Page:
It seems like it takes awhile each year before I am prepared to go out photographing in the bitter cold. These past couple of weeks in Michigan have been just that. So instead I am following up on another of my year goals to start catching up on the rocks I have piling up around my desk.
I still remain fascinated by the ancient landscapes and abstract patterns going on in these pieces. I usually hold a piece in my hand for awhile, rotating it, flipping it, looking for the more photogenic parts of the whole. It is not unlike scanning the landscape from the sky.
Interestingly, this section of Morrisonite reminded me of a landscape I photographed in the Pictured Rocks area of Lake Superior. See if you see some of the same similarity in the elements. It is almost as if I gave this photo to an abstract painter and asked for their interpretation of it.
Additionally, I learned something new recently in perusing the DXOmark website on some lens tests. Since I usually use either my Nikon 105 f/2.8 VR Macro or my Nikon 200 f/4 macro in working with these rocks, I was curious if one had better performance than the other in the lab. I hadn’t noticed their “Perceptual Megapixel” sharpness rating before. This basically takes the megapixel rating of a camera, and compares the lenses against an theoretical optically perfect transmission system.
So for a D800 36MP camera, perfect optics would yield 36 megapixels. I don’t think this is physically possible unless you have the budget of the Hubble telescope, but for an ultimate goal, OK. Interestingly enough, they rate the 105 mm lens at 16 MP, and the 200mm at 19 MP. That is quite a loss of megapixels! But probably visually insignificant in comparing the two.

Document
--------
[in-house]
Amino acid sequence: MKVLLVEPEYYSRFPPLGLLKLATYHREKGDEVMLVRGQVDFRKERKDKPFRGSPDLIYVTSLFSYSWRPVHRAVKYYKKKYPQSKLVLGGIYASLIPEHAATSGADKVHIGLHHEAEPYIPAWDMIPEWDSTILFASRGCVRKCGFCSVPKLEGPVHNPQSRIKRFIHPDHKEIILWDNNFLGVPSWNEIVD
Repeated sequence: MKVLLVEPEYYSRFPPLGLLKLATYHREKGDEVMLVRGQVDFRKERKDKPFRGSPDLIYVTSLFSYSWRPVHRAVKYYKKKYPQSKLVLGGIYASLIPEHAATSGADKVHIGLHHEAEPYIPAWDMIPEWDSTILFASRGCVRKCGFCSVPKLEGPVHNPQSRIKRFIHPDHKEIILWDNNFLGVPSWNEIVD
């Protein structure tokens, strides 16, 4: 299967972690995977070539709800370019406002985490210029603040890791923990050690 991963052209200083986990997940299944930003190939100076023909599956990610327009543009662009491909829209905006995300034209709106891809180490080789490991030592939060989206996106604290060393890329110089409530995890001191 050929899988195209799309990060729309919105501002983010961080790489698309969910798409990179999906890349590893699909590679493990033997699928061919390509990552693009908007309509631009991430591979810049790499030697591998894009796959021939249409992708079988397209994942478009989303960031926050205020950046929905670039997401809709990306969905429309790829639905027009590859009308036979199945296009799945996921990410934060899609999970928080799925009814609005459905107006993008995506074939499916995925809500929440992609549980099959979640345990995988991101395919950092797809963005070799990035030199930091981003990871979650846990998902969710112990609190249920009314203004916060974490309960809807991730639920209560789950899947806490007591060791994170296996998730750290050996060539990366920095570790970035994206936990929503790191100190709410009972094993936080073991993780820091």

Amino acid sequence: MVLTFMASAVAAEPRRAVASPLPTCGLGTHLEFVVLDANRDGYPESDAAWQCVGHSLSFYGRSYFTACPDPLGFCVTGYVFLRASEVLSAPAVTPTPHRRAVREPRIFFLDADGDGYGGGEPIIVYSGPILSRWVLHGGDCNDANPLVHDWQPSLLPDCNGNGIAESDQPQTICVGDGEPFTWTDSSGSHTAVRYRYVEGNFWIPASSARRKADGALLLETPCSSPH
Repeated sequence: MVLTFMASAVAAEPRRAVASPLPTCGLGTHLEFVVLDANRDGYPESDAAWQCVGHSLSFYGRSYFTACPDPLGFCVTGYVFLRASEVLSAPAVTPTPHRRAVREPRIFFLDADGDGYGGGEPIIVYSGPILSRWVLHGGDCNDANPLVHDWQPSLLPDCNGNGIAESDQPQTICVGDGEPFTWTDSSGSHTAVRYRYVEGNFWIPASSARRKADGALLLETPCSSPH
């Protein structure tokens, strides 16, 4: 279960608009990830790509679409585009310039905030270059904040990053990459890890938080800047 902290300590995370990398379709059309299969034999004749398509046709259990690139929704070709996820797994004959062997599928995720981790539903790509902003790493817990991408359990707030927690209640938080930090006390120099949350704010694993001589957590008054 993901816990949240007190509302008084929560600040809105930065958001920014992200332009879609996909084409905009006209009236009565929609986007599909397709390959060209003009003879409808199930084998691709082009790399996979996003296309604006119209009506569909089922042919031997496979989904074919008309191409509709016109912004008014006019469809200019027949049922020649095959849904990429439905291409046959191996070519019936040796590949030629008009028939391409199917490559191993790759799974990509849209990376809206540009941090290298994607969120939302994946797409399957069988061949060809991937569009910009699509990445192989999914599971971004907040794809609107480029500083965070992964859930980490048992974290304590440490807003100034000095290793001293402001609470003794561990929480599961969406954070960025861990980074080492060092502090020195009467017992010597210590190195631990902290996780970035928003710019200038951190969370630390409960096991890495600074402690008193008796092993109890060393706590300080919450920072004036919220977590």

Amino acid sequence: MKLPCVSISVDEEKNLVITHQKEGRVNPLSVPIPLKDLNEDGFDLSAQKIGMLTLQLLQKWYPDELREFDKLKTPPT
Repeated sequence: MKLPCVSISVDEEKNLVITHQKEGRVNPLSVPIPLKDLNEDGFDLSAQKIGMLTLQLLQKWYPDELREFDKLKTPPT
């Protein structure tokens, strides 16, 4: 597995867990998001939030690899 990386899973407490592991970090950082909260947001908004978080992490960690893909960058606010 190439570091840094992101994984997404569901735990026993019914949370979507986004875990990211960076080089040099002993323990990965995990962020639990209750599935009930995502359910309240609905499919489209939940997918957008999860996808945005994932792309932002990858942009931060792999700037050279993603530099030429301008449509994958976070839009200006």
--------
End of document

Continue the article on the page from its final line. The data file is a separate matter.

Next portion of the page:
Then I went through their data to find the lens that had the highest Perceptual Megapixel (P-Mpix) rating and it was a 200mm f2G ED VR II lens in combination with a D800, resulting in a P-Mpix of 28. Unfortunately, that lens doesn’t do macro (closest focusing is 6.2 feet (2 m) and costs nearly $6000. In fact, there are only 2 lenses on the list that offer 25 MP or higher. Then it starts dropping off quite quickly.
I still don’t understand why the 105 got an overall higher score than the 200, as the 200mm seems to beat the 105 in nearly every metric. Still, it is something that makes you think a bit. Even some of the most expensive lenses have trouble realizing the entire capability of this sensor by these types of measurements. Switch cameras to a lower MP rated camera, even Nikon’s D4 (a 16 MP sensor) has a P-Mpix of 12 MP with these lenses.
This would seem to indicate that the megapixel wars should really be over, and let the more perfect lens wars begin! So how many P-Mpix do you think that Nokia 41 MP camera phone really yields with that tiny lens?
So I will continue to catch up in the quarry over the next couple of weeks, and most likely choose my 200mm over my 105 for those few extra MP. :-)
Thanks for reading and stopping by!